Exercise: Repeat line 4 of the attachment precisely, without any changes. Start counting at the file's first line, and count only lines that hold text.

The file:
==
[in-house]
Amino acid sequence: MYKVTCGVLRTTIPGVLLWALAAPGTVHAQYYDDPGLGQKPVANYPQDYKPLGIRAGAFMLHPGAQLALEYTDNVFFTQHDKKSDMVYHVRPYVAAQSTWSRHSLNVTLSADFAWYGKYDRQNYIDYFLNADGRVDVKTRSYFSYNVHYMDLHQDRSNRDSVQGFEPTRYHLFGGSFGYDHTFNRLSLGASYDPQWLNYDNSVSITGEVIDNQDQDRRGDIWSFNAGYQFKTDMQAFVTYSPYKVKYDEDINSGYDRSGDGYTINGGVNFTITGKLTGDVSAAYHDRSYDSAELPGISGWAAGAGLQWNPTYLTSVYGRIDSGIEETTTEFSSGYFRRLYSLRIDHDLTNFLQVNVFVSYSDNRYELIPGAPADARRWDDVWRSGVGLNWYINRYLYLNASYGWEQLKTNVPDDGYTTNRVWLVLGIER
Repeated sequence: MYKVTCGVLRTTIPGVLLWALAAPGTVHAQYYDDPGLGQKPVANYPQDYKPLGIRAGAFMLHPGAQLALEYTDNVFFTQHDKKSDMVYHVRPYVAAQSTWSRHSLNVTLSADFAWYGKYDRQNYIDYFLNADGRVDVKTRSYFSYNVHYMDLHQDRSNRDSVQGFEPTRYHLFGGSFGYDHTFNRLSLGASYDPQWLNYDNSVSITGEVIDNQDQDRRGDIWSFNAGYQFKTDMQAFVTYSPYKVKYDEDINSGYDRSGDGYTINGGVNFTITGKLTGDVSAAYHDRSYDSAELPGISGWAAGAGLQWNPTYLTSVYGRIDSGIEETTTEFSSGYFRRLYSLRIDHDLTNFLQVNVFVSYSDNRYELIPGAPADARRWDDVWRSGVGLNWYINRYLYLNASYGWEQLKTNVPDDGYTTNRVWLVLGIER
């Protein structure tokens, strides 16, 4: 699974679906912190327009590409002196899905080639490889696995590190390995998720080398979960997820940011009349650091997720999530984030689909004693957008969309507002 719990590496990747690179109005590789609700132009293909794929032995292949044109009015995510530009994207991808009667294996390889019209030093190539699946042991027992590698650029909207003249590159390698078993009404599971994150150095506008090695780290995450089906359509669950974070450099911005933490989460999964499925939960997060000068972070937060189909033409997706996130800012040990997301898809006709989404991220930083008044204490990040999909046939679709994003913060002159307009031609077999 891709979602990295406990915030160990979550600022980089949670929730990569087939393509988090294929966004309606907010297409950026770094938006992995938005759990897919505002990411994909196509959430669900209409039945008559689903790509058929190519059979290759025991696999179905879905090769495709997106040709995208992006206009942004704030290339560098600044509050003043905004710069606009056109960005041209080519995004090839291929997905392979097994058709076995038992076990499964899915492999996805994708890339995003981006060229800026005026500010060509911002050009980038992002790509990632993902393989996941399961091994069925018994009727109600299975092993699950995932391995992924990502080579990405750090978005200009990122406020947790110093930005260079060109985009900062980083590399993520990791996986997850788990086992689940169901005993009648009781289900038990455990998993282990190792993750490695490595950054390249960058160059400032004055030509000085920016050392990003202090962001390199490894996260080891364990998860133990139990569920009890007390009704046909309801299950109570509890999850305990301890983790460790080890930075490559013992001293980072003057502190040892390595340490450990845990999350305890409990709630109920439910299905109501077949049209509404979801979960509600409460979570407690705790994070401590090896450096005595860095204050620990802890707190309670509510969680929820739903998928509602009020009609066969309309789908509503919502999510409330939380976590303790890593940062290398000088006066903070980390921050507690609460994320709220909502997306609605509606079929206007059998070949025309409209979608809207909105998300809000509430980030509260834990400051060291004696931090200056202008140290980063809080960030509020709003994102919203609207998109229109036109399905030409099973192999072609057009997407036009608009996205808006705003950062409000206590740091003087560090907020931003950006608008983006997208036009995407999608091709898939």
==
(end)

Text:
């Protein structure tokens, strides 16, 4: 699974679906912190327009590409002196899905080639490889696995590190390995998720080398979960997820940011009349650091997720999530984030689909004693957008969309507002 719990590496990747690179109005590789609700132009293909794929032995292949044109009015995510530009994207991808009667294996390889019209030093190539699946042991027992590698650029909207003249590159390698078993009404599971994150150095506008090695780290995450089906359509669950974070450099911005933490989460999964499925939960997060000068972070937060189909033409997706996130800012040990997301898809006709989404991220930083008044204490990040999909046939679709994003913060002159307009031609077999 891709979602990295406990915030160990979550600022980089949670929730990569087939393509988090294929966004309606907010297409950026770094938006992995938005759990897919505002990411994909196509959430669900209409039945008559689903790509058929190519059979290759025991696999179905879905090769495709997106040709995208992006206009942004704030290339560098600044509050003043905004710069606009056109960005041209080519995004090839291929997905392979097994058709076995038992076990499964899915492999996805994708890339995003981006060229800026005026500010060509911002050009980038992002790509990632993902393989996941399961091994069925018994009727109600299975092993699950995932391995992924990502080579990405750090978005200009990122406020947790110093930005260079060109985009900062980083590399993520990791996986997850788990086992689940169901005993009648009781289900038990455990998993282990190792993750490695490595950054390249960058160059400032004055030509000085920016050392990003202090962001390199490894996260080891364990998860133990139990569920009890007390009704046909309801299950109570509890999850305990301890983790460790080890930075490559013992001293980072003057502190040892390595340490450990845990999350305890409990709630109920439910299905109501077949049209509404979801979960509600409460979570407690705790994070401590090896450096005595860095204050620990802890707190309670509510969680929820739903998928509602009020009609066969309309789908509503919502999510409330939380976590303790890593940062290398000088006066903070980390921050507690609460994320709220909502997306609605509606079929206007059998070949025309409209979608809207909105998300809000509430980030509260834990400051060291004696931090200056202008140290980063809080960030509020709003994102919203609207998109229109036109399905030409099973192999072609057009997407036009608009996205808006705003950062409000206590740091003087560090907020931003950006608008983006997208036009995407999608091709898939």